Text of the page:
Linden A. Lewis’s debut novel The First Sister (book one in a trilogy of the same name) is a lot of fun, as stylish as it is substantial. Would you like your space opera with the social commentary and swaggery cool of Alexandre Dumas, with a dash of Cowboy Bebop and some awesome queer characters? Are you interested in political maneuverings and space economics, fantastically rich worldbuilding and sneaky spy stories? Read on. First Sister might be just the book you’ve been waiting for.
Lito and Hiro are Icarii, belonging to Mercury and Venus, as opposed to the Geans of Earth and Mars. Lito rose from nothing to become Special Forces, the Righthand — or “Rapier” — of an elite duelist pair. Righthands are usually paired with a Lefthand, or “Dagger.” Until recently, Lito’s partner was Hiro, a charismatic and rebellious person with a talent for skulduggery and a complicated relationship with their privilege. Hiro has gone rogue, so the High Commander sends Lito to finish Hiro’s assignment — and to kill them.
Meanwhile, the titular First Sister’s role is to act as confessor and provide wordless “comfort” for any Gean soldier — unless the captain claims exclusive rights by naming her “First.” Abandoned by one captain, she scrambles to keep her position when a new captain — the dashing hero, Saito Ren — takes command of the warship Juno. Then she is tasked by her Sisterhood with breaking their own commandments to report her captain’s secrets.
A difficult but necessary trick of worldbuilding is writing characters who are clear observers of their surroundings; this often means characters who chafe against what is even as they participate in it. The First Sister does this beautifully. The narrative stays tight on three viewpoints, so we are left with questions — in a good way — about what else is going on. Our protagonists are extraordinarily skilled, but powerless. First Sister literally has no voice; Lewis shows us power and how those who have it use those who don’t, what power looks like from within and without, and the consequences of systemic failures in different societies.
I pay sharp attention when an author gives us opposing ideologies without telling us which one is morally correct. The Icarii believe in augmentation; genetic modifications are common and soldiers get implants which allow them to communicate and dampen their emotions, making them supersoldiers with quicksilver blades. Geans worship what is natural, and rather than augment their bodies or tinker with their brains, their elite fighters use formidable battle suits called Ironsides. They are very cool, with “halos” that allow soldiers within to see what’s happening around them at all angles. I was particularly struck by an image of the Sisters’ handprints on the armor, coupled with scraps of fabric from defeated Icarii duellists. Considering what we learn of the Icarii-Gean conflict, I don’t know who is right or deserving, and I really love that I don’t know.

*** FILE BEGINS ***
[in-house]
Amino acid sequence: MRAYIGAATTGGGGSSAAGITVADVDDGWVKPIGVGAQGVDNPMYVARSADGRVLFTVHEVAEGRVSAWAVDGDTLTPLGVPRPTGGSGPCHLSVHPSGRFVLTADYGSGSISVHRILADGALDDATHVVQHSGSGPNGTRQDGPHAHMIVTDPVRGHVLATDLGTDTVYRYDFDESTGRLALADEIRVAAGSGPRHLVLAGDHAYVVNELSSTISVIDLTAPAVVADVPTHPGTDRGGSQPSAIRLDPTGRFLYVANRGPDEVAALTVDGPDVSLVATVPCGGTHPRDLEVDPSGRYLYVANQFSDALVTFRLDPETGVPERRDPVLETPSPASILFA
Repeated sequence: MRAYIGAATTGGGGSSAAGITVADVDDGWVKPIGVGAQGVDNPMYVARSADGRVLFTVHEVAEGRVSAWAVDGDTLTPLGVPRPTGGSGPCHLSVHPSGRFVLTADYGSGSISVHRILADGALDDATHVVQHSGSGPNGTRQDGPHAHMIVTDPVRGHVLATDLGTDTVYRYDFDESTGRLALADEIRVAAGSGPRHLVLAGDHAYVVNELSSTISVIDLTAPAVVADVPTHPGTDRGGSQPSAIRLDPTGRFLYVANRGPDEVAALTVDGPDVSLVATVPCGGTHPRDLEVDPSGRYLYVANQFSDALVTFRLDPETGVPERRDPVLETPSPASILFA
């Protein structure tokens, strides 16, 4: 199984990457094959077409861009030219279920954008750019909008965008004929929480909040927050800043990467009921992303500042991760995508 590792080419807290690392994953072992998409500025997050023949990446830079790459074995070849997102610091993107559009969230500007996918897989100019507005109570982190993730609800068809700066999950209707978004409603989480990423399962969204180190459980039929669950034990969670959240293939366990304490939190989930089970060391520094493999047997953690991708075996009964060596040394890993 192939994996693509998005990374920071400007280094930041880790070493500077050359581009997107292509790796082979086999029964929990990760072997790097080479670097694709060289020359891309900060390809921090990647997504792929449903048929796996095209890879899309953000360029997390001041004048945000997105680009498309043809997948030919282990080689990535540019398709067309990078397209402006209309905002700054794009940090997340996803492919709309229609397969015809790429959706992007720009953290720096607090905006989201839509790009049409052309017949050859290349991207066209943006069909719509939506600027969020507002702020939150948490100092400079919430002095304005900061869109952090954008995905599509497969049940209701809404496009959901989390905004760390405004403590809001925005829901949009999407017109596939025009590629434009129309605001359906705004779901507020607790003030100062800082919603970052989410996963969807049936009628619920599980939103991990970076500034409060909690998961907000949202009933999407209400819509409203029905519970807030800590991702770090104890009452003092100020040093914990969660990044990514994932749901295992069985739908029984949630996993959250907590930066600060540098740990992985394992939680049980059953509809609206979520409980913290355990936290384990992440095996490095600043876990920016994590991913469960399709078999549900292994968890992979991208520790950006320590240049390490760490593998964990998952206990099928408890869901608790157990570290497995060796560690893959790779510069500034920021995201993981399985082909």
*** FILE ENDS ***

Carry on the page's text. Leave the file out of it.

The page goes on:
I do know I root for a third faction, the Asters, who are reviled and dismissed by Icarii and Gean alike. Asters are descended from people whose genes were twisted, centuries prior, for work in difficult atmospheric conditions. They are treated abominably, both openly and — more terrible — in secret. I look forward to spending more time with them in future books.
And speaking of future books, I hope we get a more nuanced look at First Sister’s character. There’s something interesting there, but it doesn’t quite come together. I found myself occasionally wondering what made her special other than beauty, and wishing the main female character’s shtick wasn’t “naive but beautiful and trapped by circumstance.” In the long run, pitying a character isn’t sufficient replacement for personality.
But I have high hopes for the sequel. There’s a great deal of heart in The First Sister, where the future is sleek and messy, saturated colors and gritty shadows both. The scientific marvels of the Icarii will stay with me, poisonous environment and physical bodies transformed, as full of glory as a sunset. The Gean longing for simplicity, their scavenger solutions in the face of few resources, feels very possible. And Lewis deftly touches on the excesses of fanatical belief: It’s wrong to take away somebody’s voice, and it’s a tragedy to force identity on anyone, and it’s a great wrong to be complicit in societal abuse.
The First Sister is also an enjoyable action-adventure in space with likable characters, engagingly cinematic visuals, and high Cool Factor. I came out of reading The First Sister keen to spend more time in Linden A. Lewis’ solar system. I want to see what happens next. Mark this series down on my “highly anticipating” list.
Jessica P. Wick is a writer, freelance editor, and California native currently living in Rhode Island.